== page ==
Spring is here, and it's a good season for typewriter hunting. Here are some photo trophies from today's expedition. No guessing game this time: I didn't take home a single one. But I was still pleasantly impressed with the number of typewriters on offer, and many prices were in the reasonable range. I didn't take notes on the prices, so these are according to my best recollection, sometimes assisted by the tag in the photo.
First I returned to the Ohio Valley Antique Mall. There has been a good bit of turnover in the typewriters since my last visit, in mid-February.
First, here's a shiny Underwood Noiseless 77! But with some obvious problems, the $135 price is not a good deal.
A pre-war Smith-Corona Zephyr is a pretty neat find. But as usual, its khaki wrinkle paint is grungy and very unappealing, and one ribbon cover is missing. (I learned that these covers are hinged on the outer side, so it's not that easy to yank one off, but apparently that's what happened.) 50 bucks.
A pretty decent Royal KMM, working fine, for $42. It would need some cleaning and de-rusting. By the way, a similar gray KMM that I saw here last time is still around, but the price has jumped from $22 to $60.
Nice, clean Royal QDL for 40-some dollars. You can see its family resemblance to its daddy above. This could make a good portable for someone at a fair price.
This flattop Corona Standard was kind of grungy. $74.99, I believe.
Here's a slightly later Royal portable, an Aristocrat, again for $40 or so.
Next I headed down the highway to the village of Ross, Ohio, to the mysteriously named Venice Pavilion antique mall. A student had tipped me off that there were some typewriters here, although he said there was nothing that looked unusual.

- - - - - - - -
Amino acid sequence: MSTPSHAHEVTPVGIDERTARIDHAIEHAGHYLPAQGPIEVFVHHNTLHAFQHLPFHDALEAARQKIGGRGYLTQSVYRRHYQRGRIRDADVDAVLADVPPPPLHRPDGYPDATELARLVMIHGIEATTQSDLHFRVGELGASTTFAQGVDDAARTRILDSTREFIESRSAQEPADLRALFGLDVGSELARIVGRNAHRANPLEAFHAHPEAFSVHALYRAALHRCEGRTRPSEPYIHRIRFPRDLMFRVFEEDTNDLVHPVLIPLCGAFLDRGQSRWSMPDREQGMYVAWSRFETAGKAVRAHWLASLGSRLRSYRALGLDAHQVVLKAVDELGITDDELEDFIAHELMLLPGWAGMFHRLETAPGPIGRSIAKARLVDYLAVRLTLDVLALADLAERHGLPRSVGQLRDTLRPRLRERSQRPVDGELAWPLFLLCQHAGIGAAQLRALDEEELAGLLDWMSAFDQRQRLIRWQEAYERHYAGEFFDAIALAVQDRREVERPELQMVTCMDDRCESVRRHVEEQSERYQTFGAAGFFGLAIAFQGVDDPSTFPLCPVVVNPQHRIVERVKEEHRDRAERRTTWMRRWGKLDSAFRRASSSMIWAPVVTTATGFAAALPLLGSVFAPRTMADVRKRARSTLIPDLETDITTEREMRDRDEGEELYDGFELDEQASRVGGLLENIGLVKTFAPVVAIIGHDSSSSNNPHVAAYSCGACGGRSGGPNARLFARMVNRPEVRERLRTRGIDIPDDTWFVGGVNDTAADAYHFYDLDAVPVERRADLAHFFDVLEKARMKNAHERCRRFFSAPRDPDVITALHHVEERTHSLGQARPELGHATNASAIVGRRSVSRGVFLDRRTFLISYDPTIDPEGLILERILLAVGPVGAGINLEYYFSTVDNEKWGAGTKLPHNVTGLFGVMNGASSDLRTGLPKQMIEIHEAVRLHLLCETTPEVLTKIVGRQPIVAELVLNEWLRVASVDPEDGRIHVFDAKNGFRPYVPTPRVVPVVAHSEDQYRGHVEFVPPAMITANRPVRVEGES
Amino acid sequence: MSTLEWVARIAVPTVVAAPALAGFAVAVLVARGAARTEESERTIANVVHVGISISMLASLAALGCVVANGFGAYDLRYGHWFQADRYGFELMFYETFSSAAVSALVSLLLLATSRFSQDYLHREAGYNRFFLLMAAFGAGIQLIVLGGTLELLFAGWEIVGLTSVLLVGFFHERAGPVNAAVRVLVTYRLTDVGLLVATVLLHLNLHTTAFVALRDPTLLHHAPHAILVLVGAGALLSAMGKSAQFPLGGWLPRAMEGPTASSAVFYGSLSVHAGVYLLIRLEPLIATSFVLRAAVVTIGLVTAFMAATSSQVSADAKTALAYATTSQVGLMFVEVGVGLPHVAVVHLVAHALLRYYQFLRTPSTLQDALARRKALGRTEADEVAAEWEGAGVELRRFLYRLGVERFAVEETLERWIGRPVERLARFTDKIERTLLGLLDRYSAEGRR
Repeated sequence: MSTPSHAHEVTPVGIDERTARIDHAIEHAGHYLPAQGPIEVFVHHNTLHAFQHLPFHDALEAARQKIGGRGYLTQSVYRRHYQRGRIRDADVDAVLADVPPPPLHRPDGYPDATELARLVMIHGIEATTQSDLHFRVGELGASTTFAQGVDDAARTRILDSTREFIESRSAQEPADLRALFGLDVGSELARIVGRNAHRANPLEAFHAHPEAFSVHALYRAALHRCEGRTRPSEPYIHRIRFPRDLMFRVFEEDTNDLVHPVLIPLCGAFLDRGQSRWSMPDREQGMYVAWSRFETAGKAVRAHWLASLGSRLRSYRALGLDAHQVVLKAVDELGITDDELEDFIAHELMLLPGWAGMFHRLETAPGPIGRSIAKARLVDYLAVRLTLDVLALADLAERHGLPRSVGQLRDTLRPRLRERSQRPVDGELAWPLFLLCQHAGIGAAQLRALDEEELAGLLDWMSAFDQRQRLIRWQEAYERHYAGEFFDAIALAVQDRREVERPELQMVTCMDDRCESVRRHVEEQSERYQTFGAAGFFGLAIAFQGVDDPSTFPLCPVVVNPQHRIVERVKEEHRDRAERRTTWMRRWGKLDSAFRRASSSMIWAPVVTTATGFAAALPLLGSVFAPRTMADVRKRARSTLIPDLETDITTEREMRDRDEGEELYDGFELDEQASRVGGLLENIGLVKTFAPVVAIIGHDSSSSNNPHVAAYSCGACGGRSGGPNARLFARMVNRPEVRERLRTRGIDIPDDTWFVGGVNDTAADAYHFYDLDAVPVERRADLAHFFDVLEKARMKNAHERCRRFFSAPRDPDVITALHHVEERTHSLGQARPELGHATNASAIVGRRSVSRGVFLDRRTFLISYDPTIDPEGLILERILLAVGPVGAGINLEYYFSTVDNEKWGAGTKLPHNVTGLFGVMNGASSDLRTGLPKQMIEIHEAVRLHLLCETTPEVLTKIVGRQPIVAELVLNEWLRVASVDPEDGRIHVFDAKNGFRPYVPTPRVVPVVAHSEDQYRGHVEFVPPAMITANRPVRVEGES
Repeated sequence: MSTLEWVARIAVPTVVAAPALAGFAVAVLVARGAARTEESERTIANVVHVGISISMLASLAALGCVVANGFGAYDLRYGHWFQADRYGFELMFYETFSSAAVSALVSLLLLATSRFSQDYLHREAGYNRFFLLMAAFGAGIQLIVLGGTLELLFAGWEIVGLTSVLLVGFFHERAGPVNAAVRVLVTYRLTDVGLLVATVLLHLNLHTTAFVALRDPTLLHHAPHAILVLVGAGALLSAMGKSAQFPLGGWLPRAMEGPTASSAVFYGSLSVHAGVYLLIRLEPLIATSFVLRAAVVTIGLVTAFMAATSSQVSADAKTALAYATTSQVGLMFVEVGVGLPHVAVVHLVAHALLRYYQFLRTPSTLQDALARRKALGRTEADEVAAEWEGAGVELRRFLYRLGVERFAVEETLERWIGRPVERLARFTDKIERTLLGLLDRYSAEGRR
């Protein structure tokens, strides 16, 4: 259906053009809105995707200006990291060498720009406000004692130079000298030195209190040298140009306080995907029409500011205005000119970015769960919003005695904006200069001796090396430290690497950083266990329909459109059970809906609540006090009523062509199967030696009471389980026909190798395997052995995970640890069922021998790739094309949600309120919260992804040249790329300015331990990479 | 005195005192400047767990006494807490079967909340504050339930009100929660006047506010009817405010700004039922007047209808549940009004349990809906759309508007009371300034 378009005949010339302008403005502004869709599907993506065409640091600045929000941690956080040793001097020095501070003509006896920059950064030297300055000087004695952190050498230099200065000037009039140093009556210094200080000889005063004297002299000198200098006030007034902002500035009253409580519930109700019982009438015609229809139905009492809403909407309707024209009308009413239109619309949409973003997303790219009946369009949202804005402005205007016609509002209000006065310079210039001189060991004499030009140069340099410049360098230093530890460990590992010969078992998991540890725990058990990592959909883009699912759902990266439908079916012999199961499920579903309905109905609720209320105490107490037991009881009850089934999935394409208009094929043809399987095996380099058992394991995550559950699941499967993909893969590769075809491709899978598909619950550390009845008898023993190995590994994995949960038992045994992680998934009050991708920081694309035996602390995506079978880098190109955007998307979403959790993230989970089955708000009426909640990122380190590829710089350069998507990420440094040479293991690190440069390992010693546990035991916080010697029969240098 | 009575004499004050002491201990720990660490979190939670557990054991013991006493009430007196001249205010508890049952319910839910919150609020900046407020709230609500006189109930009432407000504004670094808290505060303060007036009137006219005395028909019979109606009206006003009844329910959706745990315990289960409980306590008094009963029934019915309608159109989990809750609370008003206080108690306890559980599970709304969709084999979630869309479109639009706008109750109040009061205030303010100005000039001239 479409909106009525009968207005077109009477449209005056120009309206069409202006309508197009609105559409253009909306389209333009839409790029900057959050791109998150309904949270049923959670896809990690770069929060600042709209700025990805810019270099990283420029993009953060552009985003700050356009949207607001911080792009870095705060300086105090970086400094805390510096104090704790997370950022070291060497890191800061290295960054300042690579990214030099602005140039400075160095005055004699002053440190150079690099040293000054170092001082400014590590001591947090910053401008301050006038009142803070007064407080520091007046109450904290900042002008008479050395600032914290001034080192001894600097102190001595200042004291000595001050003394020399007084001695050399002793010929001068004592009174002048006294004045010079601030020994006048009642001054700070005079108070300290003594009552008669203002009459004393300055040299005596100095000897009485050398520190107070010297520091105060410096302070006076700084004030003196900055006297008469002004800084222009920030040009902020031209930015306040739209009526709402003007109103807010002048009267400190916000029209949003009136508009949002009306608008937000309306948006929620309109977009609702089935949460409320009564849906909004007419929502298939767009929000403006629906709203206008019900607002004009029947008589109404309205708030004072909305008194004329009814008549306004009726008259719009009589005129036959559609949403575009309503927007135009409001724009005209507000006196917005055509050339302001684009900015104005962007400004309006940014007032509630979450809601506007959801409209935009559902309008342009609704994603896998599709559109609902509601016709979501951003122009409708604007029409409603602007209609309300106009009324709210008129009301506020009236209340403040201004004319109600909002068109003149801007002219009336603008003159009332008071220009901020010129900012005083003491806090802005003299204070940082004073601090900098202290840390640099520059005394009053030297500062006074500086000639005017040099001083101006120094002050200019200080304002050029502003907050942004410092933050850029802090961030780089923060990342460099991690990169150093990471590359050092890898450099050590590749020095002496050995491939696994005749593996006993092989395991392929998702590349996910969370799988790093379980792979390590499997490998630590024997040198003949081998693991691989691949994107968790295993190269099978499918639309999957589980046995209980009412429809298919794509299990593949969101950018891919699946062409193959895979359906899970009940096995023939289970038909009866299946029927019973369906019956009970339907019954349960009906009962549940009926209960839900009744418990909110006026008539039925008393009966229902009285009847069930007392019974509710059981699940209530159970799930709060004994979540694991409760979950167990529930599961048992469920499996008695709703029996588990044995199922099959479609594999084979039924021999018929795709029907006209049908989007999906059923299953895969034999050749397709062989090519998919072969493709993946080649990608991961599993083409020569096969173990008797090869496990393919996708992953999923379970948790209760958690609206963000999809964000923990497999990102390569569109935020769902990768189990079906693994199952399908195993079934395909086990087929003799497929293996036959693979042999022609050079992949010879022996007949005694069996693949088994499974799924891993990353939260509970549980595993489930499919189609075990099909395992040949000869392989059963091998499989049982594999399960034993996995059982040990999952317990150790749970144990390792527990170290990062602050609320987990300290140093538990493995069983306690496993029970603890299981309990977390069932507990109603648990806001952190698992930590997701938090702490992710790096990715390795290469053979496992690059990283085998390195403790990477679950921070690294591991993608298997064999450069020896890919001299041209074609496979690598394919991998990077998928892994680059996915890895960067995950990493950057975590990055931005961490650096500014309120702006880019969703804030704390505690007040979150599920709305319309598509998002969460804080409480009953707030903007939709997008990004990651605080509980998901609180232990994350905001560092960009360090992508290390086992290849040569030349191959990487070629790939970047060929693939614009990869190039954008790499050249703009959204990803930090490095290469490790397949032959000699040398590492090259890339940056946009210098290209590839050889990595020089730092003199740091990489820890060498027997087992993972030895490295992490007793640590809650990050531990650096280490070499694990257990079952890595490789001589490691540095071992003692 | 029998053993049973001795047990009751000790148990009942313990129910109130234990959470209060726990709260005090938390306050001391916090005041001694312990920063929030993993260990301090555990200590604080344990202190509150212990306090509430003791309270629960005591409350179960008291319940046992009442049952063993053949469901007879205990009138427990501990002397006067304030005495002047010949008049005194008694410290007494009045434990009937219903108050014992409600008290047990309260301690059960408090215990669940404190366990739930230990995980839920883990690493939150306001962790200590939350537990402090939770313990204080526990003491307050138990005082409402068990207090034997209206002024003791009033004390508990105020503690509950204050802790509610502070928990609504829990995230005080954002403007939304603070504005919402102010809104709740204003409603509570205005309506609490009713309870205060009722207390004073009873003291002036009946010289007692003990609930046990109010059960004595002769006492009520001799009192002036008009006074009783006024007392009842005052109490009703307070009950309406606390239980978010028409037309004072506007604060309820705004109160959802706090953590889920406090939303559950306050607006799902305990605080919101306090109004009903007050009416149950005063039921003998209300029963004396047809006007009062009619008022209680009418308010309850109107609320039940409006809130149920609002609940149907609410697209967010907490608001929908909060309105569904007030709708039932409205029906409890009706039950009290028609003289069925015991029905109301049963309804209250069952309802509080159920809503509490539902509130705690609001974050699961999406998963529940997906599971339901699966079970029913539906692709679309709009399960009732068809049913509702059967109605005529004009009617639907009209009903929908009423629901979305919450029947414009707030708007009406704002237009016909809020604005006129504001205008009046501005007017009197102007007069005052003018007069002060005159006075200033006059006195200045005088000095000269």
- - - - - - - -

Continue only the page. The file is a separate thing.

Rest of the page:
The first typewriter I found here was the deal of the day: a Smith-Corona Sterling, from just before they introduced the beefier body style, for only $25. A good deal, objectively speaking. Still, I didn't feel my heartstrings tug. It would need repainting to have a good chance of selling at WordPlay. Maybe I should have gone for it, but I let it slide.
They wanted $40 or so for this Smith-Corona Electra with the detached spacebar. No thanks, even if the rounded blue plastic body has a certain appeal. This machine uses the same, simple ultraportable mechanism used by its ancestor, the Zephyr you can see above.
This corner of the mall had some adding machines and sewing machines, including a pretty Challenge. (Hi, Adwoa!)
Another Underwood Noiseless 77, this time with the postwar crinkle finish, reduced to $75 from $90.
With the Underwood Noiseless was this paperwork, including a very interesting tag with unpacking instructions. I recommend enlarging this pic. I've never seen the tag before; it tells us how these machines came shipped from the factory, and thus also provides suggestions for those of us who want to ship them super-safely today.
This ’60s Underwood Five ($45) had a typebar jammed so tightly into the type guide that I could not set it free. Good luck selling this one.
Finally, a "real" Underwood No. 5, circa 1920s, for $130. It typed pretty well, so I typed a pangram and "typosphere.net" on it. Maybe this will be the beginning of a new typospherian!
On the road from Ross to Miamitown there's a nice little wooden roller coaster.
Miamitown used to have several good antique shops, but they've dried up. Still, I enjoyed peeking through the window of a photography studio to find this noble old camera.
Hope you enjoyed the photo safari. Happy hunting, everyone!